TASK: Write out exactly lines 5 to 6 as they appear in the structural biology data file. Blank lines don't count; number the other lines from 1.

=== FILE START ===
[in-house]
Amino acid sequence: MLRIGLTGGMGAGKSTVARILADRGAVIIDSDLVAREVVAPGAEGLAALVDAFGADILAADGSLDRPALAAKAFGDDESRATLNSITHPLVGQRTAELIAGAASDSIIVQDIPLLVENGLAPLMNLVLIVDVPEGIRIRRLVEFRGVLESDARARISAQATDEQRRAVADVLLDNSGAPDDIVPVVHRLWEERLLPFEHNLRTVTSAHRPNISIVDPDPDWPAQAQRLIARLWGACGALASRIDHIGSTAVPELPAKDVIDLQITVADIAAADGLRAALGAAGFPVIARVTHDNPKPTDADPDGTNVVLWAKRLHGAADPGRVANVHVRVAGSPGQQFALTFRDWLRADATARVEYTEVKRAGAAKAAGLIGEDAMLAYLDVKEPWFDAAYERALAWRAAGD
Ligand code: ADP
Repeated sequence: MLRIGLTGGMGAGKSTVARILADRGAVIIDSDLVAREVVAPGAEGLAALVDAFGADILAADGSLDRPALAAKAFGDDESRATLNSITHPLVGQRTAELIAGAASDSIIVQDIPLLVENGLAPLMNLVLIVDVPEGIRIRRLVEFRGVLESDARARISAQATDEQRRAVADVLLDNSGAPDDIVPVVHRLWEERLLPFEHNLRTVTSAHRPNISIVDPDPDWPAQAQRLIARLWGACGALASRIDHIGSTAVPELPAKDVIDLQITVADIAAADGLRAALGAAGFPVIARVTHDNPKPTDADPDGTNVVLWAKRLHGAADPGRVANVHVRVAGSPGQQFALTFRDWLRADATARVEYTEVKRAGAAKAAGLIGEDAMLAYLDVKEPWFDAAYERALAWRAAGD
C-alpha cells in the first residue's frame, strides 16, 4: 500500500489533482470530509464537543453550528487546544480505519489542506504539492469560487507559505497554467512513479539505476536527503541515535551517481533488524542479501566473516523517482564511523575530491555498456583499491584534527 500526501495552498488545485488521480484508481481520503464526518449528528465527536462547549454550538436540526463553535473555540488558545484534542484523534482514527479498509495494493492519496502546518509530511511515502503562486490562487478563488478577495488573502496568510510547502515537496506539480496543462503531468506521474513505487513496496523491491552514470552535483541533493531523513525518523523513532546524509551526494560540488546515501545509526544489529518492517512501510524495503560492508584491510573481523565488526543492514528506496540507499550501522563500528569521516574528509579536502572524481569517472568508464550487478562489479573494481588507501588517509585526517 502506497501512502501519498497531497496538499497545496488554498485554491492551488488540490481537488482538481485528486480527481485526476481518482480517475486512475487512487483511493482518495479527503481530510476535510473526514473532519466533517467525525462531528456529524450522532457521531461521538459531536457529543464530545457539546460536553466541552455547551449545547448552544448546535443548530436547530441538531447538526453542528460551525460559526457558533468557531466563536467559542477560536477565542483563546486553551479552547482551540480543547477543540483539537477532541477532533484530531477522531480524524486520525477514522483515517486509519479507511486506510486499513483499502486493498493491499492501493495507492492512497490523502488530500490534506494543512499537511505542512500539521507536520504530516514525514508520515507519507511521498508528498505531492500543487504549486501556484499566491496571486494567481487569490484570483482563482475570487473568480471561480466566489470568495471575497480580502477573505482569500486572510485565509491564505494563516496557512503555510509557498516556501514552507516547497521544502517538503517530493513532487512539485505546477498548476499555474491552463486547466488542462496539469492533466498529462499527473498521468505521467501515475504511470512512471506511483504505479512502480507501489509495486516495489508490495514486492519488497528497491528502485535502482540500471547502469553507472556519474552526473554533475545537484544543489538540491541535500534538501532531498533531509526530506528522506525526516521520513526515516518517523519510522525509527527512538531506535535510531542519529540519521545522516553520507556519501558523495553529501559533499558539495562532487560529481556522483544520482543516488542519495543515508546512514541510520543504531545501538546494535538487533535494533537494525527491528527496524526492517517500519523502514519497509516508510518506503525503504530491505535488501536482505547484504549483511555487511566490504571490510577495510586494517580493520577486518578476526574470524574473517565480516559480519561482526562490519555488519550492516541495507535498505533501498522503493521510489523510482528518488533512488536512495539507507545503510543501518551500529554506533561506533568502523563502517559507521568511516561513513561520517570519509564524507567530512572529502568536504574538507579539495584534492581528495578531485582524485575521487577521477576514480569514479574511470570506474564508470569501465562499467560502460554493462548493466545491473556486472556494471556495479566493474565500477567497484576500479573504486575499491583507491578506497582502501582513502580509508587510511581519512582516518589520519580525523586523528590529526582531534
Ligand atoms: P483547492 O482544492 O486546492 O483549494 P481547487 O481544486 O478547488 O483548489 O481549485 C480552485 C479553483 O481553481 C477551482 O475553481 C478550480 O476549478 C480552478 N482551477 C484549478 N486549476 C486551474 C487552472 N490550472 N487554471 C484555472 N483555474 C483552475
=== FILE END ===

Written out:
C-alpha cells in the first residue's frame, strides 16, 4: 500500500489533482470530509464537543453550528487546544480505519489542506504539492469560487507559505497554467512513479539505476536527503541515535551517481533488524542479501566473516523517482564511523575530491555498456583499491584534527 500526501495552498488545485488521480484508481481520503464526518449528528465527536462547549454550538436540526463553535473555540488558545484534542484523534482514527479498509495494493492519496502546518509530511511515502503562486490562487478563488478577495488573502496568510510547502515537496506539480496543462503531468506521474513505487513496496523491491552514470552535483541533493531523513525518523523513532546524509551526494560540488546515501545509526544489529518492517512501510524495503560492508584491510573481523565488526543492514528506496540507499550501522563500528569521516574528509579536502572524481569517472568508464550487478562489479573494481588507501588517509585526517 502506497501512502501519498497531497496538499497545496488554498485554491492551488488540490481537488482538481485528486480527481485526476481518482480517475486512475487512487483511493482518495479527503481530510476535510473526514473532519466533517467525525462531528456529524450522532457521531461521538459531536457529543464530545457539546460536553466541552455547551449545547448552544448546535443548530436547530441538531447538526453542528460551525460559526457558533468557531466563536467559542477560536477565542483563546486553551479552547482551540480543547477543540483539537477532541477532533484530531477522531480524524486520525477514522483515517486509519479507511486506510486499513483499502486493498493491499492501493495507492492512497490523502488530500490534506494543512499537511505542512500539521507536520504530516514525514508520515507519507511521498508528498505531492500543487504549486501556484499566491496571486494567481487569490484570483482563482475570487473568480471561480466566489470568495471575497480580502477573505482569500486572510485565509491564505494563516496557512503555510509557498516556501514552507516547497521544502517538503517530493513532487512539485505546477498548476499555474491552463486547466488542462496539469492533466498529462499527473498521468505521467501515475504511470512512471506511483504505479512502480507501489509495486516495489508490495514486492519488497528497491528502485535502482540500471547502469553507472556519474552526473554533475545537484544543489538540491541535500534538501532531498533531509526530506528522506525526516521520513526515516518517523519510522525509527527512538531506535535510531542519529540519521545522516553520507556519501558523495553529501559533499558539495562532487560529481556522483544520482543516488542519495543515508546512514541510520543504531545501538546494535538487533535494533537494525527491528527496524526492517517500519523502514519497509516508510518506503525503504530491505535488501536482505547484504549483511555487511566490504571490510577495510586494517580493520577486518578476526574470524574473517565480516559480519561482526562490519555488519550492516541495507535498505533501498522503493521510489523510482528518488533512488536512495539507507545503510543501518551500529554506533561506533568502523563502517559507521568511516561513513561520517570519509564524507567530512572529502568536504574538507579539495584534492581528495578531485582524485575521487577521477576514480569514479574511470570506474564508470569501465562499467560502460554493462548493466545491473556486472556494471556495479566493474565500477567497484576500479573504486575499491583507491578506497582502501582513502580509508587510511581519512582516518589520519580525523586523528590529526582531534
Ligand atoms: P483547492 O482544492 O486546492 O483549494 P481547487 O481544486 O478547488 O483548489 O481549485 C480552485 C479553483 O481553481 C477551482 O475553481 C478550480 O476549478 C480552478 N482551477 C484549478 N486549476 C486551474 C487552472 N490550472 N487554471 C484555472 N483555474 C483552475